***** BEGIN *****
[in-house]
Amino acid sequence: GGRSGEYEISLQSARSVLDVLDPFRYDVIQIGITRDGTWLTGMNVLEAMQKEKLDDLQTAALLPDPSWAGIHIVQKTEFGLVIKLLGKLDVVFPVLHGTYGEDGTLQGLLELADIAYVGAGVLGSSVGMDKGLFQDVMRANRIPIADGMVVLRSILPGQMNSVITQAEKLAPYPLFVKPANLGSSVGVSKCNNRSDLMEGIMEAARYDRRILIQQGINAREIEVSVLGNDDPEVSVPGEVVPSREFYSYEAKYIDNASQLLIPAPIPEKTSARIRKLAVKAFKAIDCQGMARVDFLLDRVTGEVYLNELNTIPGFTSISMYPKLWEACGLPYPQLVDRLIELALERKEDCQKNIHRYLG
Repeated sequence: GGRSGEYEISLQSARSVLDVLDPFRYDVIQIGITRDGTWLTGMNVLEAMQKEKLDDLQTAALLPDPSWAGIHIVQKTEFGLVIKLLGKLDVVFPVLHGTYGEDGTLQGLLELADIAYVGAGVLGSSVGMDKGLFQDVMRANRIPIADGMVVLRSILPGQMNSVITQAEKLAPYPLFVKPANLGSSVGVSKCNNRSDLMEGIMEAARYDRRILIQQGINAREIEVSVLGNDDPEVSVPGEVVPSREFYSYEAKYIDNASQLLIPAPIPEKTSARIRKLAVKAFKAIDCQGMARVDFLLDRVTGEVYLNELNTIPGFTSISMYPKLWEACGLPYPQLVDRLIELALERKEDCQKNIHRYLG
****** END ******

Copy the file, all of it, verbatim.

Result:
[in-house]
Amino acid sequence: GGRSGEYEISLQSARSVLDVLDPFRYDVIQIGITRDGTWLTGMNVLEAMQKEKLDDLQTAALLPDPSWAGIHIVQKTEFGLVIKLLGKLDVVFPVLHGTYGEDGTLQGLLELADIAYVGAGVLGSSVGMDKGLFQDVMRANRIPIADGMVVLRSILPGQMNSVITQAEKLAPYPLFVKPANLGSSVGVSKCNNRSDLMEGIMEAARYDRRILIQQGINAREIEVSVLGNDDPEVSVPGEVVPSREFYSYEAKYIDNASQLLIPAPIPEKTSARIRKLAVKAFKAIDCQGMARVDFLLDRVTGEVYLNELNTIPGFTSISMYPKLWEACGLPYPQLVDRLIELALERKEDCQKNIHRYLG
Repeated sequence: GGRSGEYEISLQSARSVLDVLDPFRYDVIQIGITRDGTWLTGMNVLEAMQKEKLDDLQTAALLPDPSWAGIHIVQKTEFGLVIKLLGKLDVVFPVLHGTYGEDGTLQGLLELADIAYVGAGVLGSSVGMDKGLFQDVMRANRIPIADGMVVLRSILPGQMNSVITQAEKLAPYPLFVKPANLGSSVGVSKCNNRSDLMEGIMEAARYDRRILIQQGINAREIEVSVLGNDDPEVSVPGEVVPSREFYSYEAKYIDNASQLLIPAPIPEKTSARIRKLAVKAFKAIDCQGMARVDFLLDRVTGEVYLNELNTIPGFTSISMYPKLWEACGLPYPQLVDRLIELALERKEDCQKNIHRYLG